"'Social Security faces an actuarial deficit over the next 75-100 years. In the past, I've resisted the term 'crisis' to describe that kind of situation,' he said. 'This is not quantitatively as important as getting health care done.'"

Nevertheless, as Walter Alarkon writes for The Hill: "Liberal groups are worried that the White House bipartisan fiscal responsibility summit on Monday will set the stage for President Obama to compromise with deficit hawks....

"Obama's announcement of the event last month and his initial invite list alarmed his allies on the left...Obama said in January that the summit would have a special focus on Social Security, Medicare and Medicaid and that he would invite Sen. Kent Conrad (D-N.D.), Sen. Judd Gregg (R-N.H.), Blue Dog Democrats and fiscal health advocacy groups. They have all called for a reduction of the deficit and have proposed a bipartisan commission to produce a plan to do it."

Firedoglake's Jane Hamsher is among the liberal bloggers worried that Obama is paying too much attention to -- and might even heed -- the people she calls "'entitlement reform' fetishists."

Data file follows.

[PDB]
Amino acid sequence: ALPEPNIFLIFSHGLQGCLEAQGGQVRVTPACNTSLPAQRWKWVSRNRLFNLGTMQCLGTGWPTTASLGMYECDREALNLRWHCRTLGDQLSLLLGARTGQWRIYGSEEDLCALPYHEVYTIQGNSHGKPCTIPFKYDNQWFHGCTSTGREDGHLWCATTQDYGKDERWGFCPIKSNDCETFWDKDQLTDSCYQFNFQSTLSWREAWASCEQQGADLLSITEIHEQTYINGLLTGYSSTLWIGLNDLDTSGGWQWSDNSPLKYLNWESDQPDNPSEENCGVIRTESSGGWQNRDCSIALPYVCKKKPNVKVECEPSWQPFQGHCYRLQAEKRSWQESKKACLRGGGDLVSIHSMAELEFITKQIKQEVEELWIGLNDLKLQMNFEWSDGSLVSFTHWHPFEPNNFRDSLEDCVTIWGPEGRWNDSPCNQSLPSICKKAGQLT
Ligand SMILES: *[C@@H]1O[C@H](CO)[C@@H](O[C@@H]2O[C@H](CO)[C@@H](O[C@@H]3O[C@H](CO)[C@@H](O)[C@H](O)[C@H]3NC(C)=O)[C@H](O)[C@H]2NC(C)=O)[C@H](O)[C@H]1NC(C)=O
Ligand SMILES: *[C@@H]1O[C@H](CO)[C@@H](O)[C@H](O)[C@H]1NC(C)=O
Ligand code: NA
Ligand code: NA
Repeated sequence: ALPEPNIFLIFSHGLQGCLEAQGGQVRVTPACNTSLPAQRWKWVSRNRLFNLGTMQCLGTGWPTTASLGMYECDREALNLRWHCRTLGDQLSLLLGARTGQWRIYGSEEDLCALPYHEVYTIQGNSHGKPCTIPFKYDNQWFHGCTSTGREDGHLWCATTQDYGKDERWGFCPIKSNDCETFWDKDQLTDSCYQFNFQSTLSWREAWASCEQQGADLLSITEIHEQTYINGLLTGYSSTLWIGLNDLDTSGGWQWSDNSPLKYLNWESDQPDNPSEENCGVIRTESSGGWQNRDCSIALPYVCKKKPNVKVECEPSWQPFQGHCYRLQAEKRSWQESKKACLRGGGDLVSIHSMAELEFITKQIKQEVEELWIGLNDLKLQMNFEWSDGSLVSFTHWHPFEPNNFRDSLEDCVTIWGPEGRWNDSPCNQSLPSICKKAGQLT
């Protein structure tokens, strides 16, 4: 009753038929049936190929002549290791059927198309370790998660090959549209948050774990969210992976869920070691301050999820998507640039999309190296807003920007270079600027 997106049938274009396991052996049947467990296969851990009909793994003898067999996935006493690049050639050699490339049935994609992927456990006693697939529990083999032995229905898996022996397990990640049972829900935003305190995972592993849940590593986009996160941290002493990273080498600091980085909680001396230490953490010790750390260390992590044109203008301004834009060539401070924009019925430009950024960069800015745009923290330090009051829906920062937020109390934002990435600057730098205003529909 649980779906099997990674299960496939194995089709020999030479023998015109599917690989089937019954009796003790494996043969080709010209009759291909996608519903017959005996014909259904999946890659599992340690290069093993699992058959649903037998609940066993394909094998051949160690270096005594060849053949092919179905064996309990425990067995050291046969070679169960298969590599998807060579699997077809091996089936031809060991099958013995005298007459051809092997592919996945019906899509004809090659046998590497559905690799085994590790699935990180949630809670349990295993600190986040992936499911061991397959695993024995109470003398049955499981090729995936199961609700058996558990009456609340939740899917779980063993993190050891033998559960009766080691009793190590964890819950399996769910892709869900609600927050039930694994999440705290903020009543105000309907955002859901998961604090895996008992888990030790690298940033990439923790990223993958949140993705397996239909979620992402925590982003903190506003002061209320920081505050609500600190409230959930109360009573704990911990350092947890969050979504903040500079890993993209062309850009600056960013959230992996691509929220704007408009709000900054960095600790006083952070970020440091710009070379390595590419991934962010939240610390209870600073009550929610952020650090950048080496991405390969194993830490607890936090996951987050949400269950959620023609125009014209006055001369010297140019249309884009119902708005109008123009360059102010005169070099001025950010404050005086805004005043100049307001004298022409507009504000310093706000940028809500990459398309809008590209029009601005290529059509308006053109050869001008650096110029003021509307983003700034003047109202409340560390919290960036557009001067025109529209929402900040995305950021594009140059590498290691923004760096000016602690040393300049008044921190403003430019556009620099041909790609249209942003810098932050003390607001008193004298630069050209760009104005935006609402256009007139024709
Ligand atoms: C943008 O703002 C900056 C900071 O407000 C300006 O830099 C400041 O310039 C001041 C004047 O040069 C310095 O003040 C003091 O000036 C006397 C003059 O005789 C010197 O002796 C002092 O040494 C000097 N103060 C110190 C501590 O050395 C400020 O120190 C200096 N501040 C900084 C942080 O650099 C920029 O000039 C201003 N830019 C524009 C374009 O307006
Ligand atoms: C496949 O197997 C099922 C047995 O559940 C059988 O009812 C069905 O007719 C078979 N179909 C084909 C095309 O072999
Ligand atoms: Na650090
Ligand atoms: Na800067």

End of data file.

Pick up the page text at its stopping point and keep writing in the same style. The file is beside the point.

And Chris Bowers blogs on OpenLeft on one reason to worry about Obama's steadfastness in opposition to the blue-ribbon commission proposal championed by Conrad and Gregg (who, of course, just last week withdrew as Obama's commerce secretary nominee).

Lori Montgomery wrote in The Washington Post on February 2 that "Obama specifically mentioned the Gregg-Conrad proposal when he met with Senate Republicans last week.... But Obama 'was not supportive' of that idea, said Gregg."

And yet Jonathan Weisman wrote in the Wall Street Journal on February 14: "The president met with 44 fiscally conservative 'Blue Dog' Democrats this week and gave a nod to legislation that would set up commissions to deal with long-term deficit strains...

"'We feel like we've found a partner in the White House,' said Rep. Charlie Melancon (D., La.), a Blue Dog co-chairman."

Writes Bowers: "There are two possibilities here. First, President Obama changed his position on the commission between February 2nd and last week. Second, either the Wall Street Journal or the Washington Post is incorrect."